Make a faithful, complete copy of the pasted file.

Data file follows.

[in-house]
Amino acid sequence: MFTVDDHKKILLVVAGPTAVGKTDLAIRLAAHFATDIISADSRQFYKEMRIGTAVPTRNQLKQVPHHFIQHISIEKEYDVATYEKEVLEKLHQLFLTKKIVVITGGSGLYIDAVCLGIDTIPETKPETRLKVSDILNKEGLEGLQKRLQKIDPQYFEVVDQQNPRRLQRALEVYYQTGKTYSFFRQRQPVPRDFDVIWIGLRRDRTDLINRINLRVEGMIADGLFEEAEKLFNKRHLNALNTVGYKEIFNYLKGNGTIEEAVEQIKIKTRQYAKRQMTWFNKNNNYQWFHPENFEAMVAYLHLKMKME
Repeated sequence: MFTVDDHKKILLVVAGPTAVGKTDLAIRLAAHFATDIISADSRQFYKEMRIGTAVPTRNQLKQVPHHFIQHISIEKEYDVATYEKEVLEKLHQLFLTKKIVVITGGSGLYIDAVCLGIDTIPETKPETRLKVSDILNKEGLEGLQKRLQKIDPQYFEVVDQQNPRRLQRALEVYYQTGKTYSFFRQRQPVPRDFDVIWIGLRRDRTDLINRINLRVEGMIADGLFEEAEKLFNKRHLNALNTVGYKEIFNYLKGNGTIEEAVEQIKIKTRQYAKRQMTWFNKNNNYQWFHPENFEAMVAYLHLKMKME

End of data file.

[in-house]
Amino acid sequence: MFTVDDHKKILLVVAGPTAVGKTDLAIRLAAHFATDIISADSRQFYKEMRIGTAVPTRNQLKQVPHHFIQHISIEKEYDVATYEKEVLEKLHQLFLTKKIVVITGGSGLYIDAVCLGIDTIPETKPETRLKVSDILNKEGLEGLQKRLQKIDPQYFEVVDQQNPRRLQRALEVYYQTGKTYSFFRQRQPVPRDFDVIWIGLRRDRTDLINRINLRVEGMIADGLFEEAEKLFNKRHLNALNTVGYKEIFNYLKGNGTIEEAVEQIKIKTRQYAKRQMTWFNKNNNYQWFHPENFEAMVAYLHLKMKME
Repeated sequence: MFTVDDHKKILLVVAGPTAVGKTDLAIRLAAHFATDIISADSRQFYKEMRIGTAVPTRNQLKQVPHHFIQHISIEKEYDVATYEKEVLEKLHQLFLTKKIVVITGGSGLYIDAVCLGIDTIPETKPETRLKVSDILNKEGLEGLQKRLQKIDPQYFEVVDQQNPRRLQRALEVYYQTGKTYSFFRQRQPVPRDFDVIWIGLRRDRTDLINRINLRVEGMIADGLFEEAEKLFNKRHLNALNTVGYKEIFNYLKGNGTIEEAVEQIKIKTRQYAKRQMTWFNKNNNYQWFHPENFEAMVAYLHLKMKME